Continuing Education Main Headline

MORS scheme helps jewellery trade staff enhance retail skills

中文摘要 / Summary in Chinese

The Macao Occupational Skills Recognition System (MORS) – promoted by IFT – is widely regarded by firms in the tourism and hospitality sector as a way to improve the performance of workers that deal directly with customers. Local jewellery chain Fu Yun is one of the Macao firms making extensive use of the programme in order to upgrade staff skills in retailing roles and to enhance quality of customer service.

The firm regularly sends staff to join MORS courses related to retail sales, including programmes tailored for Fu Yun.

“After taking the course, our colleagues put more emphasis on detail and provide customers a better service, which leads to more sales,” says Mr. Tim Ho, a manager at Fu Yun and himself a MORS graduate.

The head of the Fu Yun jewellery chain, Mr. Lou Ip Fai, says the firm has been sending staff to MORS courses for several years. He reports that staff attending these courses show on their return improvements in selling and marketing skills, and are also more attentive to client needs.

“For example, when customers come to us for a platinum necklace, my staff will also encourage them to look at other products, and successfully make a sale at the end,” Mr. Lou says. “This might not have happened in the past, because staff could be a bit aggressive. But now they first seek to communicate with the customers.”

Fu Yun salesperson Ms. Kam Wai Man is a MORS course graduate. She says attending the programme helped improve her service skills.

“There are some issues that I had previously neglected during my interactions with customers,” she says. “For example, I now pay more attention to the type of jewellery the customer is wearing so as to offer them products that suit their style.”

Ms. Kam states that role-playing exercises during the MORS classes helped her to reflect on her performance when serving customers. “I would try to find my shortcomings during the classes and strive to improve,” she says. Ms. Kam expresses an interest in joining advanced-level MORS courses.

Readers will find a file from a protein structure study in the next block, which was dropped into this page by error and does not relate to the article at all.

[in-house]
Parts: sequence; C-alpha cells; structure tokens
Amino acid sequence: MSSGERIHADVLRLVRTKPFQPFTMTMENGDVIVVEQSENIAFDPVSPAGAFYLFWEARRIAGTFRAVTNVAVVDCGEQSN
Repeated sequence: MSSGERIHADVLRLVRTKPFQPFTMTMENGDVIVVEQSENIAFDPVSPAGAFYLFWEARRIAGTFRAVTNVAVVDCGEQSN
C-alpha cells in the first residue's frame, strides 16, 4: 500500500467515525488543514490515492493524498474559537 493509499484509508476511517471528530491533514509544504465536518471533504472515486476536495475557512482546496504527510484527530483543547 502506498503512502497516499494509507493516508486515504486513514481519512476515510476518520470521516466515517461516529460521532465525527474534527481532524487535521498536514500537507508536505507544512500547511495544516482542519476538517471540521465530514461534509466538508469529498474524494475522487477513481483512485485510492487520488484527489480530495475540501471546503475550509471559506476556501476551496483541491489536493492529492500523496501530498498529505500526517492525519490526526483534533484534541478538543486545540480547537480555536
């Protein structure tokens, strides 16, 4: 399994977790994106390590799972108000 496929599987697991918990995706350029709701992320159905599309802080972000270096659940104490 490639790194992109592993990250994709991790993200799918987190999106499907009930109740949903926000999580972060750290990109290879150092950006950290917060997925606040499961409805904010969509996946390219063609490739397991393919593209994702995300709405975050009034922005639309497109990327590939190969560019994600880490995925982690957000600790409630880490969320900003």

Growing demand

The MORS scheme is an important long-term endeavour by the IFT Tourism and Hotel School. The system is the result of a joint effort by the Macao tourism industry and IFT to establish 
a scheme for training people to undertake certain front-line jobs and for certifying workers as being sufficiently qualified.

The system was introduced in 2001, with the support of the European Union. The Pacific Asia Travel Association (PATA) has given the scheme the PATA Gold Award in Education and Training.

IFT Instructor Ms. Queenie Tang coordinates the training courses provided by the Tourism and Hotel School in the fields of retail, events and business, including those offered under the MORS scheme. She says there has been in recent years an increase in demand from Macao firms for MORS retail training courses.

“There are 2 segments in the MORS retail programme. One relates to courses open to everyone, and that target staff from small- and medium-sized enterprises, and individuals interested in the retail industry,” she says.

“The other segment includes courses provided for a specific corporation or organisation. Once it can gather enough participants, IFT will open a class only for that entity,” Ms. Tang explains. In those cases, the course content can be tailored to the needs of the participants, which often already have retail-related experience.

Each intake studies for approximately a month, with a strong focus on practical skills. Participants usually have classes twice a week, each class being 3 hours long.

There is a final examination that participants need to complete successfully in order to receive the appropriate MORS certification: it includes a written test and a practical assessment.

“For the practical assessment of the MORS retail courses, we evaluate participants by their selling skills and by their knowledge of the products. We also evaluate participants’ handling of inquiries and complaints, and of requests to return and exchange goods,” Ms. Tang says.

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